On July 27, 2016, Indian Country Today Media Network.com named NAFUSA members Tim Purdon, Brendan Johnson and Troy Eid to their Five for Fighting Indian Law Practitioners: 2016 Hot List. Suzette Brewer describes the virtues of each:
When Tim Purdon and Brendan Johnson left the U.S. Attorney’s office in North Dakota and South Dakota, respectively, to create the American Indian law division at the national firm of Robins Kaplan LLP in 2015, it caused a minor earthquake in the Indian law community. Many wondered how the Feds would fill these enormous gaps, who would match their many accomplishments. In just under five years as federal prosecutors, they made the radical decision to shift away from decades of friction with the tribes to forge a more collaborative approach to improving public safety on Indian reservations in the Dakotas.
In the last year, the two close friends―known as the “Dakota Boys”―have translated that approach to develop the American Indian law division at Robins Kaplan, pushing into new territory as they represent tribal clients, including the Rosebud Sioux Tribe, who recently sued the Indian Health Service for closing down the only emergency room on its reservation in South Dakota, as well as successfully representing Oglala Sioux tribal member Alex White Plume in his industrial hemp case.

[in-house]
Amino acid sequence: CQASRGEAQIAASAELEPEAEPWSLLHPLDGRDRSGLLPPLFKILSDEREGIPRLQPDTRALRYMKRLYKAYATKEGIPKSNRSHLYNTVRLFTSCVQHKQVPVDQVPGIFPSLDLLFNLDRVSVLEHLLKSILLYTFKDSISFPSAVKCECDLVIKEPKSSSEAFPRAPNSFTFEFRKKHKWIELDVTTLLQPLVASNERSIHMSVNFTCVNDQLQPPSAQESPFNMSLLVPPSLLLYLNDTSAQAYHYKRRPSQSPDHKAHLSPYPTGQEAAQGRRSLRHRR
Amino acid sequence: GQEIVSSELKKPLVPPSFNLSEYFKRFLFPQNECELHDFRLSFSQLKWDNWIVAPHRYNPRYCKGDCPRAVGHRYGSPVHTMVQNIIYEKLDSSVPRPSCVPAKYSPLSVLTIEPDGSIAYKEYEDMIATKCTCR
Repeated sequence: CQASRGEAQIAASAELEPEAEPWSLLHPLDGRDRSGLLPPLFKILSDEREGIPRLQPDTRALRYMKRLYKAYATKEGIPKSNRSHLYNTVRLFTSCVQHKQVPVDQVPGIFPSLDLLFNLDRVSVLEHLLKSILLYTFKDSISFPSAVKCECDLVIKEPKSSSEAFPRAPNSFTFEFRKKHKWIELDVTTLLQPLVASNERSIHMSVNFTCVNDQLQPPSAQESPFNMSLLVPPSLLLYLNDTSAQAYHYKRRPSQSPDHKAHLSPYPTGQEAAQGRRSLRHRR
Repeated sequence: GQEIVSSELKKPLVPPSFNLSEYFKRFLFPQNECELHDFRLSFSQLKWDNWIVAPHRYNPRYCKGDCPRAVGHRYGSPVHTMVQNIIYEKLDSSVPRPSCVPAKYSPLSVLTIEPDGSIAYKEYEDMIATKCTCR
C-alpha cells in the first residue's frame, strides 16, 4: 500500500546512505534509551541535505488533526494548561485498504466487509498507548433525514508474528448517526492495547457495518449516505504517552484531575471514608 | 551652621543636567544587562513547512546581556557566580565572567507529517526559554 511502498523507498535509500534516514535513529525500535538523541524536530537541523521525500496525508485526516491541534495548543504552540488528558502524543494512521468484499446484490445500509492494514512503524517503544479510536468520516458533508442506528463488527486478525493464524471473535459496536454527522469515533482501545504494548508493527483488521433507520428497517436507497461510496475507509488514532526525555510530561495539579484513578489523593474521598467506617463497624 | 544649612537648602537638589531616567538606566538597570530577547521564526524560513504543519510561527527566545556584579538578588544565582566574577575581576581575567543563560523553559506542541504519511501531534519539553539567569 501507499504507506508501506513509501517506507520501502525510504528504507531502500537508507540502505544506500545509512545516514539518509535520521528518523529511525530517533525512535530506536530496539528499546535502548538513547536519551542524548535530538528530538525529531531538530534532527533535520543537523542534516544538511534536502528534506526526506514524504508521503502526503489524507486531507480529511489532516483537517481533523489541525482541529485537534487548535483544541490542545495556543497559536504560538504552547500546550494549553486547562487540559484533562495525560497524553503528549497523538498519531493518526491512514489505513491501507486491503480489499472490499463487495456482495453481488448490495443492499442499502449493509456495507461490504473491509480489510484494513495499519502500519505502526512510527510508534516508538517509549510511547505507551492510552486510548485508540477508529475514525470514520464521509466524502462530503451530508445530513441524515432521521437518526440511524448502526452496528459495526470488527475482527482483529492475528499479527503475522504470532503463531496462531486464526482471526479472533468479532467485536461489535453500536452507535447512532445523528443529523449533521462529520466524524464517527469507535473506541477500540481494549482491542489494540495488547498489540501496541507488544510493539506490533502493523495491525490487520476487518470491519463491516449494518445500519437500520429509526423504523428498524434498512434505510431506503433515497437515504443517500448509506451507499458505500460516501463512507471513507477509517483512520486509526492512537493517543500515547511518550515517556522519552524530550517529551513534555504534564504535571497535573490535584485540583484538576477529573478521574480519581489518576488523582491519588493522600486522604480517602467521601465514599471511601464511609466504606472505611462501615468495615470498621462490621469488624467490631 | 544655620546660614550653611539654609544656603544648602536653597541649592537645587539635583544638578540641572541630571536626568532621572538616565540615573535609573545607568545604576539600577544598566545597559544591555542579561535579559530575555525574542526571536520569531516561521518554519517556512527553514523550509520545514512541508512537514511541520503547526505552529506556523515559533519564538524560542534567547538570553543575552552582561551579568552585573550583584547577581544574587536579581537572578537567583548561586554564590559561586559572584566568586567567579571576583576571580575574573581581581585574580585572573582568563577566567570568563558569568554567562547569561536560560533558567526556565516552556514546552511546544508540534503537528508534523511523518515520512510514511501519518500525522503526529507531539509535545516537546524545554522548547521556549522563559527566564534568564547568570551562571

Fresh out of Stanford and working as a young legislative assistant to Congressman Jim Kolbe of Arizona in the mid-1980s, Troy Eid was thrown in the deep end of tribal politics when he was sent to Arizona to talk with the Navajo Nation leadership regarding the tribe’s appropriations requests. Instead of being politely rejected as another “white” Washington player, the tribe accepted and understood the 22-year-old Eid, who is of Egyptian heritage. “They saw my not being white as positive, rather than negative – as had sometimes been the case when I was growing up,” says Eid, whose father emigrated to the United States from Egypt in 1957. “So while I’m not Native American, they made me feel immediately comfortable in Indian country. I’ve felt that way ever since.”
After joining Greenberg Traurig in 2003, he helped establish a formal American Indian law division within the firm.